Carlsberg names Dutchman Cees’t Hart as new chief executive

Head of dairy company FrieslandCampina replaces Jorgen Buhl Rasmussen

Cees’t Hart steered FrieslandCampina through a large merger and substantial growth in Asia, a key area for Carlsberg. Photograph: Marcel Antonisse/EPA

Cees’t Hart steered FrieslandCampina through a large merger and substantial growth in Asia, a key area for Carlsberg. Photograph: Marcel Antonisse/EPA

 

Danish brewer Carlsberg named a new chief executive yesterday and warned that problems in Russia and Ukraine would weigh on earnings again this year.

Dutchman Cees’t Hart, the head of dairy company FrieslandCampina, will become Carlsberg chief executive in June. He replaces Jorgen Buhl Rasmussen, who turns 60 this year and had told the board that he wanted to take a step back into non-executive roles.

“It’s a decision we both agreed is the right thing for Carlsberg, and also right for Jorgen to move on in his non-executive career,” said company chairman Flemming Besenbacher.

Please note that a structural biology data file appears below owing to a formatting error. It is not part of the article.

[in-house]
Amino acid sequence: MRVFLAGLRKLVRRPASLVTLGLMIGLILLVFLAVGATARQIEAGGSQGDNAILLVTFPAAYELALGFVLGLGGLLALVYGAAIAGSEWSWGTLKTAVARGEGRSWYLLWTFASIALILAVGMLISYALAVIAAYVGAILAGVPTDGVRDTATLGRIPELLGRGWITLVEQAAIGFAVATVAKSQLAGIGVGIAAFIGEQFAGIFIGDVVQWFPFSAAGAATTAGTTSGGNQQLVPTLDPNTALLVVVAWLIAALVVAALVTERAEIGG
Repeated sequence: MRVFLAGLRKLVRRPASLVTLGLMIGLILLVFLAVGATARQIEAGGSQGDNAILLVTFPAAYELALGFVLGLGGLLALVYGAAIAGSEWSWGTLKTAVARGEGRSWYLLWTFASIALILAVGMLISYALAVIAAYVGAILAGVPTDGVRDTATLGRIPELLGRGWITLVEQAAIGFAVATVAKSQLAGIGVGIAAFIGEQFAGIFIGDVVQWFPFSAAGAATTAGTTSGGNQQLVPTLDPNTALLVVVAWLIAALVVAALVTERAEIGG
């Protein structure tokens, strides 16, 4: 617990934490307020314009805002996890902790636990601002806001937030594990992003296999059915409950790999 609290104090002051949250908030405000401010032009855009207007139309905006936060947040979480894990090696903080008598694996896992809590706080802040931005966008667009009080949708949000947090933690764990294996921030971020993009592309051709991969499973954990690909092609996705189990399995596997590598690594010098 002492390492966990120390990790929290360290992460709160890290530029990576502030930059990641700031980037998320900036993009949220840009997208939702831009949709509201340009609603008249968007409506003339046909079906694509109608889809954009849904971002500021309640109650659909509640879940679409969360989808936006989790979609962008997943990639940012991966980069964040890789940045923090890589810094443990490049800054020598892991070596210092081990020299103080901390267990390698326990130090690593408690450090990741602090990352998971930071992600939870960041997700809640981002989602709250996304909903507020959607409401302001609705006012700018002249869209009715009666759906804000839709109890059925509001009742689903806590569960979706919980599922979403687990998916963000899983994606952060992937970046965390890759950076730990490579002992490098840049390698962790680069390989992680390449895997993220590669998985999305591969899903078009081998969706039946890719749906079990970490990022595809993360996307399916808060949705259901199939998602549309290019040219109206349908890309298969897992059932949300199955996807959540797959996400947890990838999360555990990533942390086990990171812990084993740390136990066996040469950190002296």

For seven years Rasmussen has fought a tough battle as sales in Russia, Carlsberg’s main market after the acquisition of the Baltika brand in 2004 had been affected by tighter regulations and more recently a sanctions-hit economy.

“Maybe his energy has been exhausted, and this change will definitely bring a breath of fresh air into the company,” analyst Morten Imsgard from Sydbank said.

Hart has run FrieslandCampina, one of the world’s largest dairy companies, for six years and steered the group through a large merger and substantial growth in Asia, a key focus area for Carlsberg as well.

Prior to that he had worked for consumer goods company Unilever for 25 years.

Carlsberg reported a 22 per cent fall in fourth-quarter operating profit, hit by 32 per cent lower sales in Eastern Europe mainly due to problems in Russia.

Operating profit before special items dropped to 1.79 billion crowns (€255 million) from 2.3 billion crowns (€309 million) a year earlier, missing analysts’ forecasts for 1.93 billion crowns (€259 million). Its shares fell 2 per cent.

The world’s fourth largest brewer expects underlying operating profit to grow by less than 10 per cent this year when its eastern European operations will again act as a brake.